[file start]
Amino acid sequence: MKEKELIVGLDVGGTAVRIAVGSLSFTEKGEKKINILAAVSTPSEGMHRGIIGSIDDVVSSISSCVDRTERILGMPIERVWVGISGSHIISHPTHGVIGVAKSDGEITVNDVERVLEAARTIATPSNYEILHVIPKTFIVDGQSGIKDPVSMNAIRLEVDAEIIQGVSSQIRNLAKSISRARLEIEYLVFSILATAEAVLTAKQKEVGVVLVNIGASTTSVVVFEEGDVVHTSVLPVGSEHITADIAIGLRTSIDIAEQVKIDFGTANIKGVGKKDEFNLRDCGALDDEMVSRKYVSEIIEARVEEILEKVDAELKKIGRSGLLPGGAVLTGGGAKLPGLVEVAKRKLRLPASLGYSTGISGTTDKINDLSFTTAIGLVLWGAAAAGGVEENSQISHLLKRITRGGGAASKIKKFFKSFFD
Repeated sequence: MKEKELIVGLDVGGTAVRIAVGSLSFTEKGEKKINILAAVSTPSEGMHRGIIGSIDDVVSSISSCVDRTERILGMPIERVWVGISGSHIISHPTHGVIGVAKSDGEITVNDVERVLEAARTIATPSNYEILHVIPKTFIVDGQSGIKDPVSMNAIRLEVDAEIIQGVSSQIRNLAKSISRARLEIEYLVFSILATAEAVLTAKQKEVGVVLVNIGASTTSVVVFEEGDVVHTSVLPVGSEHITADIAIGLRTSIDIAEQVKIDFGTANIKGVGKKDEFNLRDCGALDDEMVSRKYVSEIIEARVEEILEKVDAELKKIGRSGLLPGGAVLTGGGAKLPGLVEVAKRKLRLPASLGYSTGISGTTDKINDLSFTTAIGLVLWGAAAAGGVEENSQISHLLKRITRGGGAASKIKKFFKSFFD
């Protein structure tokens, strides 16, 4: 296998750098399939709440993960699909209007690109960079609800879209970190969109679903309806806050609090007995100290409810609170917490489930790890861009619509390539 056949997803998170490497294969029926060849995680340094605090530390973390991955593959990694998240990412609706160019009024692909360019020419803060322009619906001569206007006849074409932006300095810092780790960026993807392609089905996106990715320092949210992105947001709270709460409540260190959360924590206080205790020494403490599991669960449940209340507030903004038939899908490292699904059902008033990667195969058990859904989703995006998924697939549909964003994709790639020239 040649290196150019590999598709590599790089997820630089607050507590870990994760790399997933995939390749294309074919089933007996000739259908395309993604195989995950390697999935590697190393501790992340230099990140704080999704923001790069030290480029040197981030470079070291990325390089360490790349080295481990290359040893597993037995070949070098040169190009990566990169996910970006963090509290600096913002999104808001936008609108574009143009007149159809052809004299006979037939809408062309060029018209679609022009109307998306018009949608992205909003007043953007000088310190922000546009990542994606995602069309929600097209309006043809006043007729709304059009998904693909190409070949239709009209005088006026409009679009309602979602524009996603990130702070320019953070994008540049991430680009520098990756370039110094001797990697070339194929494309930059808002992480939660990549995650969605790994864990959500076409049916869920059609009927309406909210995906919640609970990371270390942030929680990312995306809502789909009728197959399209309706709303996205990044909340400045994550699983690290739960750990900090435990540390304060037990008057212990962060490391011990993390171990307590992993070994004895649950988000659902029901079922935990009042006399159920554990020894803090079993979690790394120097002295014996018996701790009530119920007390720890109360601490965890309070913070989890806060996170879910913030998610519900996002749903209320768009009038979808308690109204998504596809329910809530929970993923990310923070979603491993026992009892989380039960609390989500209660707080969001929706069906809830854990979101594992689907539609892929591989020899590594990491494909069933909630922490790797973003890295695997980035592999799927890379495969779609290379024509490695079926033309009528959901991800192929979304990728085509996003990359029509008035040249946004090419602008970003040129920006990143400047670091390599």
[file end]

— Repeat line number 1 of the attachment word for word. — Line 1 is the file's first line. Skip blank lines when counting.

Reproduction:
Amino acid sequence: MKEKELIVGLDVGGTAVRIAVGSLSFTEKGEKKINILAAVSTPSEGMHRGIIGSIDDVVSSISSCVDRTERILGMPIERVWVGISGSHIISHPTHGVIGVAKSDGEITVNDVERVLEAARTIATPSNYEILHVIPKTFIVDGQSGIKDPVSMNAIRLEVDAEIIQGVSSQIRNLAKSISRARLEIEYLVFSILATAEAVLTAKQKEVGVVLVNIGASTTSVVVFEEGDVVHTSVLPVGSEHITADIAIGLRTSIDIAEQVKIDFGTANIKGVGKKDEFNLRDCGALDDEMVSRKYVSEIIEARVEEILEKVDAELKKIGRSGLLPGGAVLTGGGAKLPGLVEVAKRKLRLPASLGYSTGISGTTDKINDLSFTTAIGLVLWGAAAAGGVEENSQISHLLKRITRGGGAASKIKKFFKSFFD